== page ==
Spring Skin Hassles for Pets

Spring has sprung and so have all of the things that make our pets itch and rub and shake. Allergy season is upon us. Animals can be allergic to all of the same things that make us sneeze. But, while our organ of anaphylaxis (the organ system that is most commonly affected) is our respiratory system, dog's and cat's organ of anaphylaxis is their skin. So, when my eyes start burning and I can’t stop sneezing, I know I am going to see a lot of itchy animals.

The system affected is not the only difference. The chemicals responsible for causing the signs of allergies are also vastly different. In humans, histamines play a big part. Histamines are chemicals released when we encounter the allergen, which is the inciting agent of allergies. This why antihistamines are so effective in treating human allergies. They counter the affects of histamines.

For dogs and cats, histamines play only a minor role. It has been reported that antihistamines only work in about 10% of dogs/cats, but truly there has been no proof that they work at all on pet allergies. Benadryl has the benefit of causing the dog to be drowsy and thus causing the dog to itch less, which does have a value, but steroids have been our mainstay in treating allergies. They are inexpensive and stop the itch quickly, but they can cause the dog to drink and urinate more and are not to be used long-term.The signs of allergies in dogs and acats are due to a number of different chemicals - leukotrienes, cytokines, and kinases. Drugs can be made to block these chemicals. One such drug, Apoquel, works as quickly or quicker than steroids and without the side effect. It is changing the way we treat allergies. (The one downside is that the manufacturer wildly underestimated the demand and has been playing catch up since its rollout. It now looks to be more available, but if your vet says they don’t have any...believe him/her!)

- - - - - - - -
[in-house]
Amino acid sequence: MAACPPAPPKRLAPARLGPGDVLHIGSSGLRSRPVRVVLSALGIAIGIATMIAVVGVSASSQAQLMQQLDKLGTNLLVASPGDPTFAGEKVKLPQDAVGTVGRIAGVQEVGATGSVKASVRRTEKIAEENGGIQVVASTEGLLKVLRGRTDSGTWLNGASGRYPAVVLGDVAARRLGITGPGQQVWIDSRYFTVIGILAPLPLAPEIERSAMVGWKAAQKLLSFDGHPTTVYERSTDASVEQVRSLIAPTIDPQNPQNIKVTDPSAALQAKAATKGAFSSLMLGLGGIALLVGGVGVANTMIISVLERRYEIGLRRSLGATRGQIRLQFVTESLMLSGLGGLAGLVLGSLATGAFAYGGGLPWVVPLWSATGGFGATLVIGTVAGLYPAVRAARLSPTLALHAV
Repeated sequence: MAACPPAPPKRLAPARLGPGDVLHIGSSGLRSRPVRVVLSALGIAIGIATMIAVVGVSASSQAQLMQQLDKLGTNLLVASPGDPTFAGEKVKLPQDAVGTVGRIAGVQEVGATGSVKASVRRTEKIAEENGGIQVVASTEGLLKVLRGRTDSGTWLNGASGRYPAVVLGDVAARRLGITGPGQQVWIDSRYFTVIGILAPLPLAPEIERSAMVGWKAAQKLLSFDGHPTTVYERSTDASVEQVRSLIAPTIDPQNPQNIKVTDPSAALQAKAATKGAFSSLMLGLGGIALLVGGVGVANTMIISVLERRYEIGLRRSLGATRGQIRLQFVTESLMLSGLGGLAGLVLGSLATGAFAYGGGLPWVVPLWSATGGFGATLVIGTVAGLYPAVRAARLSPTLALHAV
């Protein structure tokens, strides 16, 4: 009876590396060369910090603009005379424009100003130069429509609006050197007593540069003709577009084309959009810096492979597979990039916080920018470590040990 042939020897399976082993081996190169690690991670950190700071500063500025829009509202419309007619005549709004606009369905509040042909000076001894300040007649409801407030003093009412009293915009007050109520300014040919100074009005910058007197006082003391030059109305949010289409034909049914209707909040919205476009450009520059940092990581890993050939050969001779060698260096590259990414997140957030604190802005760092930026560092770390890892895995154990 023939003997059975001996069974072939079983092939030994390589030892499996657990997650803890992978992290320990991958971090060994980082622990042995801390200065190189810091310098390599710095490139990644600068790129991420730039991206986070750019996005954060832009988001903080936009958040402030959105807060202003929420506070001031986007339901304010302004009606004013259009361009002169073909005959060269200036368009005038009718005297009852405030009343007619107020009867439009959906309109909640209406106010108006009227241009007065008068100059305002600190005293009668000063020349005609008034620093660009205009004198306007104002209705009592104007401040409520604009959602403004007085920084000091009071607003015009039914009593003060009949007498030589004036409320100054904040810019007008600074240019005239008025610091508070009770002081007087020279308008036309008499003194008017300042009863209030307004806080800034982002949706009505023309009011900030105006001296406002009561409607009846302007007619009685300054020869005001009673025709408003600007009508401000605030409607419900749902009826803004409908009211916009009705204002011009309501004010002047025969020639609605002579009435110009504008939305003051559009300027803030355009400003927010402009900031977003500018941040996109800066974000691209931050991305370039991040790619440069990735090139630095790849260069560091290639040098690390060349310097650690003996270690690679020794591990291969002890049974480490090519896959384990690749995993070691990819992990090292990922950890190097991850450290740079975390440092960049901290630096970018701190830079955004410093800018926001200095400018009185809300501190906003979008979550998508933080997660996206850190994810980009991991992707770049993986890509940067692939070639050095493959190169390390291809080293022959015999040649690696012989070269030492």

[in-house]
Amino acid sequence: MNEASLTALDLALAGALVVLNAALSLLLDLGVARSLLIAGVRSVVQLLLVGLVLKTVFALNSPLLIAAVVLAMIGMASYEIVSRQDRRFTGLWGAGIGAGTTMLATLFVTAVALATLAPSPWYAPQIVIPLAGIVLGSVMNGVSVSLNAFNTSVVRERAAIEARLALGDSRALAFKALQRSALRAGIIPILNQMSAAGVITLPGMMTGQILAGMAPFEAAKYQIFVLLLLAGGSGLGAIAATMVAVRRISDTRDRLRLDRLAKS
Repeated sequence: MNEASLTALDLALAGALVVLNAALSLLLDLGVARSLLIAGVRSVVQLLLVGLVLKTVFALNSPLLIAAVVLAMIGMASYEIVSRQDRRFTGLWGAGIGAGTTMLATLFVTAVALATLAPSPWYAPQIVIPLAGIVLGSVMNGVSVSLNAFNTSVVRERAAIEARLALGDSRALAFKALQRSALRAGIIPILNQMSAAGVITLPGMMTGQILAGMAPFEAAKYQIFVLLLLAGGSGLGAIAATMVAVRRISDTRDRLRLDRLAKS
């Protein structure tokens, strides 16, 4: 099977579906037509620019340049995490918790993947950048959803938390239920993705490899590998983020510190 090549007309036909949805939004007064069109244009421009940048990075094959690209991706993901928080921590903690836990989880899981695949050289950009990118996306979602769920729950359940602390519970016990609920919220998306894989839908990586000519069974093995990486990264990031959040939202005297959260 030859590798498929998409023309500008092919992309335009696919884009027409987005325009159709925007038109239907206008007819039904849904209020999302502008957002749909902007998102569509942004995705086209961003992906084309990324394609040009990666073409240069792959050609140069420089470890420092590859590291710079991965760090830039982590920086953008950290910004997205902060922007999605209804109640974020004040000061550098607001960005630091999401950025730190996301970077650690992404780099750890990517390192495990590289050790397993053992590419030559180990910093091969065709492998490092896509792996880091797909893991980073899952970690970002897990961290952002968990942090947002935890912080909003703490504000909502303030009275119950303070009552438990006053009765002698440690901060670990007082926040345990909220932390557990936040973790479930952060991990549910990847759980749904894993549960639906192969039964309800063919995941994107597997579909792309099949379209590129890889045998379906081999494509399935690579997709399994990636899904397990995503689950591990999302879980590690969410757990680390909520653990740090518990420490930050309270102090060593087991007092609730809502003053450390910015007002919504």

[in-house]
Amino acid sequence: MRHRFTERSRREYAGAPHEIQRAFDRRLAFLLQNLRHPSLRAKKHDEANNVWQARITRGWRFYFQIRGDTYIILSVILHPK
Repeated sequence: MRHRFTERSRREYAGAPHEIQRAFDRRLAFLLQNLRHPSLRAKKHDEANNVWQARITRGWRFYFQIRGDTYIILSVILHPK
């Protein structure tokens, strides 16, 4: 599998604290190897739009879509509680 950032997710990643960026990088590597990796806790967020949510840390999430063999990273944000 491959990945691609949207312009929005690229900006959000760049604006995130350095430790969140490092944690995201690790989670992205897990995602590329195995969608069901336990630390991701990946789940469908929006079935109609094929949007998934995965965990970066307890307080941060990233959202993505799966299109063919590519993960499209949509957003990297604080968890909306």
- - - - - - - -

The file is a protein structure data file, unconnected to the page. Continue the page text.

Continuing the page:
Another great medication for pets that have chronic allergies is Atopica. Atopica is cyclosporine, which has been used in humans to stop tissue rejection in transplant patients. Atopica takes up to 3 weeks to start working but, once it kicks in, it works great. It also does not have the side effects seen with steroids.

One of the best tricks to help control skin issues in dogs is shampooing. I know it can be a pain to bathe some dogs, but if I can get my clients to bathe their dogs with chronic skin issue weekly, or every two weeks, it can make a huge difference. Make sure to talk to your vet about which shampoo to use as many of the over-the-counter shampoos have detergent and other ingredients that can make things worse.

Finally fleas and ticks are out there now. In central Ohio we have seen a huge influx of ticks this year. We also have the Black Legged Tick, which carries Lyme disease, in our area. We are all familiar with the large engorged ticks seen on our pets.

American Dog Tick

Pictured to the left is the American Dog tick or the Brown Dog Tick. These can carry diseases such as Rocky Mountain Spotted Fever but NOT Lyme disease. The problem with the Black Legged tick is its minute size. It is very hard to see, thus the nickname “moving freckles.” That is why it is so important you keep flea and tick products on your pet year round, so your pet is protected, and also so they don’t pass them to you. It is important to know that when people get bit by a Black legged Tick, they'll often develop a characteristic “target lesion” on their skin. If you see this, go to your doctor and get antibiotics. The spirochete bacteria that causes Lyme Disease is easily killed at this time. If untreated, you can experience symptoms at a later time.

But, with all the flea/tick products out there, it really should not be a concern if you keep pets protected year round. Most pets like the chewables, and there are chewable flea and tick preventatives available now. Skin care isn’t fun, but at least we can honestly say that the approach to prevention and treatment is getting much more effective!

Dr_RiggsDr. Rex Riggs grew up in Wadsworth, Ohio, near Akron. Dr Riggs is co-owner of Best Friends Veterinary Hospital in Powell, Ohio. He is also on the board of the North Central Region of Canine Companions of Independence, a board member of The Ohio State College of Veterinary Medicine Alumni Society and Small Animal Practitioner Advancement Board at The Ohio State College of Veterinary Medicine.

Dr. Riggs lives in Lewis Center, OH with his wife Nancy, their dogs Maggie and Ossa, and cat Franklin. Outside of work, Dr. Riggs is an avid golfer and cyclist, and enjoys travel and photography.

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